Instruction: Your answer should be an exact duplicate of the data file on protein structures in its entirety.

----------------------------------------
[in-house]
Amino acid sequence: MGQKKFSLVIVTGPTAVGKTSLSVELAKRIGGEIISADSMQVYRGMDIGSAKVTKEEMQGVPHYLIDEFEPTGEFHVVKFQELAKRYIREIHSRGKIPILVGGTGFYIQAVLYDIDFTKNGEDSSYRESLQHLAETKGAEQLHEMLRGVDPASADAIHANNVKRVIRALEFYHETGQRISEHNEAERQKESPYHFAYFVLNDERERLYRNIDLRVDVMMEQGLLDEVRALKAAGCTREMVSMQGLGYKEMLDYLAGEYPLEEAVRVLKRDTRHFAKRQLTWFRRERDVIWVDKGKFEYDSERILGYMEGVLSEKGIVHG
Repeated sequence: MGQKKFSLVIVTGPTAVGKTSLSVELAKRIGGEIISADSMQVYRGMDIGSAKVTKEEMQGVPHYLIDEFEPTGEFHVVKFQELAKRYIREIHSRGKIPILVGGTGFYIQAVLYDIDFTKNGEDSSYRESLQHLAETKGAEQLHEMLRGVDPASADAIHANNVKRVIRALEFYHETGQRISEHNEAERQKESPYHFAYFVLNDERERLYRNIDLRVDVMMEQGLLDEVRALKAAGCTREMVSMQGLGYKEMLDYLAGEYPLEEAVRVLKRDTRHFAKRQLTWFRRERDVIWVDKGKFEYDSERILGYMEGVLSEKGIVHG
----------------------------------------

[in-house]
Amino acid sequence: MGQKKFSLVIVTGPTAVGKTSLSVELAKRIGGEIISADSMQVYRGMDIGSAKVTKEEMQGVPHYLIDEFEPTGEFHVVKFQELAKRYIREIHSRGKIPILVGGTGFYIQAVLYDIDFTKNGEDSSYRESLQHLAETKGAEQLHEMLRGVDPASADAIHANNVKRVIRALEFYHETGQRISEHNEAERQKESPYHFAYFVLNDERERLYRNIDLRVDVMMEQGLLDEVRALKAAGCTREMVSMQGLGYKEMLDYLAGEYPLEEAVRVLKRDTRHFAKRQLTWFRRERDVIWVDKGKFEYDSERILGYMEGVLSEKGIVHG
Repeated sequence: MGQKKFSLVIVTGPTAVGKTSLSVELAKRIGGEIISADSMQVYRGMDIGSAKVTKEEMQGVPHYLIDEFEPTGEFHVVKFQELAKRYIREIHSRGKIPILVGGTGFYIQAVLYDIDFTKNGEDSSYRESLQHLAETKGAEQLHEMLRGVDPASADAIHANNVKRVIRALEFYHETGQRISEHNEAERQKESPYHFAYFVLNDERERLYRNIDLRVDVMMEQGLLDEVRALKAAGCTREMVSMQGLGYKEMLDYLAGEYPLEEAVRVLKRDTRHFAKRQLTWFRRERDVIWVDKGKFEYDSERILGYMEGVLSEKGIVHG